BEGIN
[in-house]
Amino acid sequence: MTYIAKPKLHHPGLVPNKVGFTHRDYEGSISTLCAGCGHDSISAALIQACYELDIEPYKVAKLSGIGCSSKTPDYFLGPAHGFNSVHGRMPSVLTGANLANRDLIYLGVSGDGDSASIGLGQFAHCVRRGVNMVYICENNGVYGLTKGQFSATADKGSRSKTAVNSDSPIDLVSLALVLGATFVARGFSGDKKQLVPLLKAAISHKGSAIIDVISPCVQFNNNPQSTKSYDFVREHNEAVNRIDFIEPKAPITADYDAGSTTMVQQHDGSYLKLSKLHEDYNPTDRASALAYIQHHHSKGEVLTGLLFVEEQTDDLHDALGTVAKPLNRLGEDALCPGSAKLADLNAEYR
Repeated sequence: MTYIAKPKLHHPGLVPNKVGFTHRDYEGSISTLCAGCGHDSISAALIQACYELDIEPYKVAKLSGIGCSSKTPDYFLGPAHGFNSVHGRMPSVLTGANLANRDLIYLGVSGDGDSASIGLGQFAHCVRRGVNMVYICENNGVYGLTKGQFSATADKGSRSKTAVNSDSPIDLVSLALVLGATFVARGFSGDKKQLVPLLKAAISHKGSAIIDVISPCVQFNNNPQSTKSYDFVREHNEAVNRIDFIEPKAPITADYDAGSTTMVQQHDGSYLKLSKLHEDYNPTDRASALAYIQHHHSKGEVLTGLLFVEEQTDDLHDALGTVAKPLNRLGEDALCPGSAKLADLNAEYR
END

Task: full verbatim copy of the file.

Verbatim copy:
[in-house]
Amino acid sequence: MTYIAKPKLHHPGLVPNKVGFTHRDYEGSISTLCAGCGHDSISAALIQACYELDIEPYKVAKLSGIGCSSKTPDYFLGPAHGFNSVHGRMPSVLTGANLANRDLIYLGVSGDGDSASIGLGQFAHCVRRGVNMVYICENNGVYGLTKGQFSATADKGSRSKTAVNSDSPIDLVSLALVLGATFVARGFSGDKKQLVPLLKAAISHKGSAIIDVISPCVQFNNNPQSTKSYDFVREHNEAVNRIDFIEPKAPITADYDAGSTTMVQQHDGSYLKLSKLHEDYNPTDRASALAYIQHHHSKGEVLTGLLFVEEQTDDLHDALGTVAKPLNRLGEDALCPGSAKLADLNAEYR
Repeated sequence: MTYIAKPKLHHPGLVPNKVGFTHRDYEGSISTLCAGCGHDSISAALIQACYELDIEPYKVAKLSGIGCSSKTPDYFLGPAHGFNSVHGRMPSVLTGANLANRDLIYLGVSGDGDSASIGLGQFAHCVRRGVNMVYICENNGVYGLTKGQFSATADKGSRSKTAVNSDSPIDLVSLALVLGATFVARGFSGDKKQLVPLLKAAISHKGSAIIDVISPCVQFNNNPQSTKSYDFVREHNEAVNRIDFIEPKAPITADYDAGSTTMVQQHDGSYLKLSKLHEDYNPTDRASALAYIQHHHSKGEVLTGLLFVEEQTDDLHDALGTVAKPLNRLGEDALCPGSAKLADLNAEYR